LEWSIBORO, N.Y. – A public hearing was held May 21 by the Lewisboro Town Board on the planned construction of a cell tower on Route 35 at the site of the Cyrus Russell Community House and the Lewisboro Volunteer Ambulance Corps building.
At the hearing, Supervisor Peter Parsons read several emails from community members who were in favor of the construction. In an email to the supervisor, Amy Hodges recounted how her daughter, an EMT, encountered an accident victim along 35.
“The victim was standing on the side of the road, bleeding from his head,” Hodges wrote. “She stopped and stayed with him until the medics showed up. Apparently, because there was no cell service, a passerby had to go to the 5th Division Deli to call 9-1-1.”
Grace Kulwin, who has lived in the the community for 18 years, also noted the importance of a cell tower and the benefits it can provide for emergency services.
“I am well aware of the numerous accidents on the Cross River stretch of Route 35 and I think it is extremely important for the police, fire and ambulance services,” she wrote. “Needless to say, it would also be very positive for our communities and businesses to finally have coverage.”
At the hearing, however, which was held in the library at John Jay High School, a number of people voiced concerns.
Les Simon, a Cross River resident whose house was built in 1762, said he was worried about how the placement of the tower would affect the historic home.
“I was on the Lewisboro Town Board for over 17 years,” Simon said. “During my tenure, we understood the value of the historic homes and businesses and that these were valuable assets of the town.”
Another longtime resident, Peter Blair, a former Lewisboro police officer, expressed similar concerns.
“I’m not here to state that we don’t need a tower,” he said. “My argument is, do we need a tower that size in that historic district? It’s such a historic area and, being that I’ve lived here all my life, there aren’t too many of these areas left.”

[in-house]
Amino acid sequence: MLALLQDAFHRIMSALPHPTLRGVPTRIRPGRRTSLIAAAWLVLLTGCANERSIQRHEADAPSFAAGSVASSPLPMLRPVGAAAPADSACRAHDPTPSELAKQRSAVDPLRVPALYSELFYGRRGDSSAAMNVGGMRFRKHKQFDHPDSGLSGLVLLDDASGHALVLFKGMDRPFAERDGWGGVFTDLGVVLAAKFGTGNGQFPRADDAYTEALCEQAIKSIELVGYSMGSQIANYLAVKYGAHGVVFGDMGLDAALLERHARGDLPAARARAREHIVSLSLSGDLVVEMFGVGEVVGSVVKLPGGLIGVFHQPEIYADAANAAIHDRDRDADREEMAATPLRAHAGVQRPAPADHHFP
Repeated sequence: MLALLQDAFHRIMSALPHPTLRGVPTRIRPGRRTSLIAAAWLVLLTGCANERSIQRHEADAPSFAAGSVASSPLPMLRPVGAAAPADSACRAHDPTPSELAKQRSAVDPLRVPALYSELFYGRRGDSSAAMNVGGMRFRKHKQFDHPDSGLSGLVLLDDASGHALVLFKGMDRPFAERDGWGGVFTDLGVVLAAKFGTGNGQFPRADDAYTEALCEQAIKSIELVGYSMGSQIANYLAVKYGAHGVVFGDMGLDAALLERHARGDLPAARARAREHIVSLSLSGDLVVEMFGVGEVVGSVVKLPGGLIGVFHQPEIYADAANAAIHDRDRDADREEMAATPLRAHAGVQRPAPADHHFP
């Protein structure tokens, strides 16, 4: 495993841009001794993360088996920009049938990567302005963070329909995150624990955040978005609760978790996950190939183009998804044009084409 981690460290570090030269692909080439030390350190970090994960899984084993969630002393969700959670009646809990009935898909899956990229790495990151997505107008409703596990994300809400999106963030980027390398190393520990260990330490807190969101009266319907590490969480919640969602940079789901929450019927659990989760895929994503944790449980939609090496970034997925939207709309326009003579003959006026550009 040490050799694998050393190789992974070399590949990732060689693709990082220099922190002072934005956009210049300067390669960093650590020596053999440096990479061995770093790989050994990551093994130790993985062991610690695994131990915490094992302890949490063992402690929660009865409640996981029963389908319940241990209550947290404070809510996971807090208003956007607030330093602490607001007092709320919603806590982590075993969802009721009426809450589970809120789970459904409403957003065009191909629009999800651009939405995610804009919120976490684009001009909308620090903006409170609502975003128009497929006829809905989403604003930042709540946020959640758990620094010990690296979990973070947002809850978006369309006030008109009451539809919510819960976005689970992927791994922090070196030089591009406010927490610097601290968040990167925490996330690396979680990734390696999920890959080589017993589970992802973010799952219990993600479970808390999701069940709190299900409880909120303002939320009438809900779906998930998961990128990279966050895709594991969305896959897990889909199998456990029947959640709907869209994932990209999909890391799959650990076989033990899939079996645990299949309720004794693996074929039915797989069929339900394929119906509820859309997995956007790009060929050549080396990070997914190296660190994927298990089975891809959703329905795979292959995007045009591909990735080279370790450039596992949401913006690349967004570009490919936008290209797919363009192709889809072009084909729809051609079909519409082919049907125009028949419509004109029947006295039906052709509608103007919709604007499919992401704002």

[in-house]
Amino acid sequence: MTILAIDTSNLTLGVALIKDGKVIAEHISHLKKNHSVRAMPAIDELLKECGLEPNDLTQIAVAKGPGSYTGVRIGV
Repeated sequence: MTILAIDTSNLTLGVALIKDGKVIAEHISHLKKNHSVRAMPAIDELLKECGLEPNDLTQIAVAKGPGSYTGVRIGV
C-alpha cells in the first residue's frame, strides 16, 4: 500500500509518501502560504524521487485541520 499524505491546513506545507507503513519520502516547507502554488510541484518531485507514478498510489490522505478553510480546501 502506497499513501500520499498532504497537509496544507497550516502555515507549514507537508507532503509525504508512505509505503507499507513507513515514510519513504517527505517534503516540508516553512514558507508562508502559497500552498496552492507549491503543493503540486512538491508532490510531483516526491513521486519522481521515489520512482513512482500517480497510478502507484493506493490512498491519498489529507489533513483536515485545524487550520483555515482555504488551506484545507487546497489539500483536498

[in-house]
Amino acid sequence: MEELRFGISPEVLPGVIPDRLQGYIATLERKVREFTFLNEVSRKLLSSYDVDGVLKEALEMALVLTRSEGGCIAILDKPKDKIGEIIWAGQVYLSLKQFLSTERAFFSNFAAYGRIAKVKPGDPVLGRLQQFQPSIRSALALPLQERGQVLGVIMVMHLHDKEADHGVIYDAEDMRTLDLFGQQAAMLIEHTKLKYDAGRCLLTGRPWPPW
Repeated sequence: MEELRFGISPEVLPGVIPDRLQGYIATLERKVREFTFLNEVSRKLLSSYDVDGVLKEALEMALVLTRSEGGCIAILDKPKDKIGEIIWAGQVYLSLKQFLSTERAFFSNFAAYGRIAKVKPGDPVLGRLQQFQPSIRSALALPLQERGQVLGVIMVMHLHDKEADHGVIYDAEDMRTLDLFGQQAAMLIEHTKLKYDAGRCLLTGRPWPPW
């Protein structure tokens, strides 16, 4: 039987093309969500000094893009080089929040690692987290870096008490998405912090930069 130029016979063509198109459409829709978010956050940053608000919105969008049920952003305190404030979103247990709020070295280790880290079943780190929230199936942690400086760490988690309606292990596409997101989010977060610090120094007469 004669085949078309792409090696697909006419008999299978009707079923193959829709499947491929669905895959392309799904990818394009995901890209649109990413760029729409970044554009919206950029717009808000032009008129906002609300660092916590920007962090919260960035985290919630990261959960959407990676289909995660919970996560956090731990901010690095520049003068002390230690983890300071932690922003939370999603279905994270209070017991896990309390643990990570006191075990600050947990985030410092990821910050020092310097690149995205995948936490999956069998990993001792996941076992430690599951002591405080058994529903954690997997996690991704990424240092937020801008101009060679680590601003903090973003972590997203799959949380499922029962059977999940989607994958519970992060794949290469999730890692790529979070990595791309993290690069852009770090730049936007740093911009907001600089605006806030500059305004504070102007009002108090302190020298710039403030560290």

The health effects of cell tower radiation was also a topic of discussion at the board meeting.
“Grassroots is deeply concerned about the cell tower and its potential proximity to school buildings, play areas and the surrounding residential community, as well as the associated negative health impacts upon the students, faculty, staff and residents,” said Ellen Weininger, the director of educational outreach for Grassroots Environmental Education, a New York-based non-profit organization that aims to educate the public about the “links between common environmental exposures and human health.”
The owner of Homeland Towers, Manny Vicente, who is a Lewisboro resident, tried to assuage residents’ fears.
“I live here,” he said. “I wouldn’t build a tower that doesn’t work or isn’t needed. People want to know why here, why not there. This is a very difficult needle to thread and I’ll ask anyone in this room, and publicly, if anyone has property they would like to make available, please contact me. I’m easy to find. I don’t think there is any and that’s the truth. It may not be a truth that everyone likes or wants to hear, but it is the truth.”
The public hearing remains open for the next 30 days to allow for comments from the Planning Board. Additionally, a Monroe balancing test and environmental reviews will be undertaken before the project moves forward. The balancing test stems from a 1988 state court ruling that established a new method for resolving inter-governmental land-use disputes using a nine-question “balancing of public interests” analysis.